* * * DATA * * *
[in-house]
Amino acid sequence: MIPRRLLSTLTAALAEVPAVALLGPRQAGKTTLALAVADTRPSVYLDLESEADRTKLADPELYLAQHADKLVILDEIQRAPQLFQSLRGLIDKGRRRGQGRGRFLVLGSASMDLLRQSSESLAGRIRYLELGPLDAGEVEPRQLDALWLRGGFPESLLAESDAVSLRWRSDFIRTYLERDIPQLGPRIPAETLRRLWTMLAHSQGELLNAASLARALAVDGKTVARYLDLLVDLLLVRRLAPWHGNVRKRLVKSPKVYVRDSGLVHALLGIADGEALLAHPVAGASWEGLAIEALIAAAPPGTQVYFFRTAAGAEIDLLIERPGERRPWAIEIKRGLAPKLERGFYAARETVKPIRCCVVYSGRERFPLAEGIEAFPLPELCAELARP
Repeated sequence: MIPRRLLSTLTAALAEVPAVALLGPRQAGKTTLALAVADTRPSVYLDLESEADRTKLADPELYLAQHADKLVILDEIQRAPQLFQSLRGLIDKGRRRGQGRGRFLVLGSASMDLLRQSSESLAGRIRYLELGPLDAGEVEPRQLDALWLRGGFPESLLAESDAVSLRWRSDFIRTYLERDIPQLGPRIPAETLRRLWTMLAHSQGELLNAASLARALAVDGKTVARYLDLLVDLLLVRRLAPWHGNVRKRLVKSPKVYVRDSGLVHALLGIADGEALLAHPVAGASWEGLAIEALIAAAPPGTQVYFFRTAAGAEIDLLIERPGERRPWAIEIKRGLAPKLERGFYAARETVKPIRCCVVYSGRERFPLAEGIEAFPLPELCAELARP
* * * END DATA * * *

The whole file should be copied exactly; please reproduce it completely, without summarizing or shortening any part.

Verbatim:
[in-house]
Amino acid sequence: MIPRRLLSTLTAALAEVPAVALLGPRQAGKTTLALAVADTRPSVYLDLESEADRTKLADPELYLAQHADKLVILDEIQRAPQLFQSLRGLIDKGRRRGQGRGRFLVLGSASMDLLRQSSESLAGRIRYLELGPLDAGEVEPRQLDALWLRGGFPESLLAESDAVSLRWRSDFIRTYLERDIPQLGPRIPAETLRRLWTMLAHSQGELLNAASLARALAVDGKTVARYLDLLVDLLLVRRLAPWHGNVRKRLVKSPKVYVRDSGLVHALLGIADGEALLAHPVAGASWEGLAIEALIAAAPPGTQVYFFRTAAGAEIDLLIERPGERRPWAIEIKRGLAPKLERGFYAARETVKPIRCCVVYSGRERFPLAEGIEAFPLPELCAELARP
Repeated sequence: MIPRRLLSTLTAALAEVPAVALLGPRQAGKTTLALAVADTRPSVYLDLESEADRTKLADPELYLAQHADKLVILDEIQRAPQLFQSLRGLIDKGRRRGQGRGRFLVLGSASMDLLRQSSESLAGRIRYLELGPLDAGEVEPRQLDALWLRGGFPESLLAESDAVSLRWRSDFIRTYLERDIPQLGPRIPAETLRRLWTMLAHSQGELLNAASLARALAVDGKTVARYLDLLVDLLLVRRLAPWHGNVRKRLVKSPKVYVRDSGLVHALLGIADGEALLAHPVAGASWEGLAIEALIAAAPPGTQVYFFRTAAGAEIDLLIERPGERRPWAIEIKRGLAPKLERGFYAARETVKPIRCCVVYSGRERFPLAEGIEAFPLPELCAELARP